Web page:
Capital Gains & Taxes

Sep 19 · 3 min read

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When the value of a stock or bond increases from where you initially bought it, you have technically made money. This profit is called a capital gain. This capital gain is “unrealized” until you actually sell the asset for cash. “Unrealized” gains are not taxed. This means your investments can rise as much as they want and you won’t get taxed until you actually sell them. Once you sell your stock or bond, the profit you made becomes “realized” and is subject to capital gains tax.

As an example, if you buy a share for $10 and sell it to another investor for $15, at the end of the year you will be taxed on the $5 profit. This is because your $5 profit is considered a capital gain.

Selling Multiple Assets

If you sell multiple stocks within a year, you will only be taxed on your net capital gain. For instance, in the same year, you sold a stock and profited $100 but lost $50 on another. You will only be taxed on a net capital gain of $50 at the end of the year.

Capital Losses

If your net gain happens to total to a negative number, you actually have capital losses for the year. It sucks to lose money in the stock market, but there is a silver lining. Because you have net losses, you will be able to deduct them on your taxes. You can deduct up to a few thousand dollars as this is the capital loss deductible limit. Fortunately, any loss above this limit can be deducted in the following years until it is 100% deducted. This is called capital loss carryover.

Short Term vs. Long Term Capital Gains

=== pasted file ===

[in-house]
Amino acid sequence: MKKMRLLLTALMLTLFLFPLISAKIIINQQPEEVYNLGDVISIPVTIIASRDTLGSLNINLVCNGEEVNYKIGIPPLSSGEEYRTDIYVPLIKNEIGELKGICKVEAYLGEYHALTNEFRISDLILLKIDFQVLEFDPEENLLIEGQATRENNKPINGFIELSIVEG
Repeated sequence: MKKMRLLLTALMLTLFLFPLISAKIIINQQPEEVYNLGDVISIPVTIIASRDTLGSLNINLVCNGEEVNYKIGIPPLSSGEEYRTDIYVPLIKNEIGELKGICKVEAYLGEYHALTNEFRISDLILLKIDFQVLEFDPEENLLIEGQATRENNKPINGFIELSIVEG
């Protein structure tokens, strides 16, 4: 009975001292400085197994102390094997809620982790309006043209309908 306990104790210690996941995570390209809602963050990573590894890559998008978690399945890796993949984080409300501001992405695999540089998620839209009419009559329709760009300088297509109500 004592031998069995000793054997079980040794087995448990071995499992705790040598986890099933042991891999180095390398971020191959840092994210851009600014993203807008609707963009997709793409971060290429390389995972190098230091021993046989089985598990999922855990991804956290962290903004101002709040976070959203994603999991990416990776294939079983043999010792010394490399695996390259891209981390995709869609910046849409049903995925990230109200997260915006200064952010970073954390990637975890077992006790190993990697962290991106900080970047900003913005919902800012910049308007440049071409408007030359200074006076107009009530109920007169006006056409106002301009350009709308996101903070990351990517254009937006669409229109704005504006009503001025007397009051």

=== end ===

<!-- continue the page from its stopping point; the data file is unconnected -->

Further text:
The actual rate of your capital gain tax will vary depending on if your investment was considered short or long term. Short term investments are assets that were held for one year or less than while long term investments were held for over a year. Taxes vary based on what country you live in, but in the U.S., short term capital gains are added to your annual income and taxed at your income tax rate.

As of 2019:

DATA SOURCE: TAX FOUNDATION. INCOME RANGES REPRESENT TAXABLE INCOME, NOT JUST CAPITAL GAINS. MARRIED FILING SEPARATELY RATES CALCULATED AS HALF OF THOSE FOR JOINT FILERS.

Long term investments are instead taxed at a generally lower rate but still depending on your income.

As of 2019:

DATA SOURCE: TAX FOUNDATION. INCOME RANGES REPRESENT TAXABLE INCOME, NOT JUST CAPITAL GAINS. MARRIED FILING SEPARATELY RATES CALCULATED AS HALF OF THOSE FOR JOINT FILERS.

Key Takeaway

As you can see, most investors will save money on capital gains taxes if they hold their assets for more than a year. There is even an opportunity to pay no capital gain taxes at all! As you trade securities like stocks and bonds, make sure to keep capital gain taxes in mind and how to minimize them.

Capital Gains & Taxes

If you’re buying assets like stocks and bonds, you eventually want them to make you money right? Well of course you do! Before you rake in this cash, you’ll want to learn about capital gains and how they’re taxed.